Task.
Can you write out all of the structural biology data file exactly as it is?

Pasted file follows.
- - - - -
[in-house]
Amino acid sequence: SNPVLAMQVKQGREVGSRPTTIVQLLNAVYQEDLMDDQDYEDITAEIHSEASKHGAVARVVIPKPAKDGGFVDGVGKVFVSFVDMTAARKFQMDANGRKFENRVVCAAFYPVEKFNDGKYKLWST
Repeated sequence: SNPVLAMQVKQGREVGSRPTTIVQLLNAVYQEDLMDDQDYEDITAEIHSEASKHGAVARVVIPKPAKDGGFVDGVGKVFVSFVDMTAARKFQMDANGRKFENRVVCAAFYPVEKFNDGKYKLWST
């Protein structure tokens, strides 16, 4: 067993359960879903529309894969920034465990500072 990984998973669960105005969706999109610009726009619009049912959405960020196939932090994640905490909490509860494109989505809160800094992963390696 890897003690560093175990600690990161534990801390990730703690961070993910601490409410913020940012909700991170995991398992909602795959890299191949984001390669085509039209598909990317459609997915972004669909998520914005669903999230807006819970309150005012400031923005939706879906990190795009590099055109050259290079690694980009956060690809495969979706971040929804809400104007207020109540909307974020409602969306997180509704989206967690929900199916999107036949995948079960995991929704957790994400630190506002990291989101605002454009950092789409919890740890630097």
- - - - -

[in-house]
Amino acid sequence: SNPVLAMQVKQGREVGSRPTTIVQLLNAVYQEDLMDDQDYEDITAEIHSEASKHGAVARVVIPKPAKDGGFVDGVGKVFVSFVDMTAARKFQMDANGRKFENRVVCAAFYPVEKFNDGKYKLWST
Repeated sequence: SNPVLAMQVKQGREVGSRPTTIVQLLNAVYQEDLMDDQDYEDITAEIHSEASKHGAVARVVIPKPAKDGGFVDGVGKVFVSFVDMTAARKFQMDANGRKFENRVVCAAFYPVEKFNDGKYKLWST
């Protein structure tokens, strides 16, 4: 067993359960879903529309894969920034465990500072 990984998973669960105005969706999109610009726009619009049912959405960020196939932090994640905490909490509860494109989505809160800094992963390696 890897003690560093175990600690990161534990801390990730703690961070993910601490409410913020940012909700991170995991398992909602795959890299191949984001390669085509039209598909990317459609997915972004669909998520914005669903999230807006819970309150005012400031923005939706879906990190795009590099055109050259290079690694980009956060690809495969979706971040929804809400104007207020109540909307974020409602969306997180509704989206967690929900199916999107036949995948079960995991929704957790994400630190506002990291989101605002454009950092789409919890740890630097």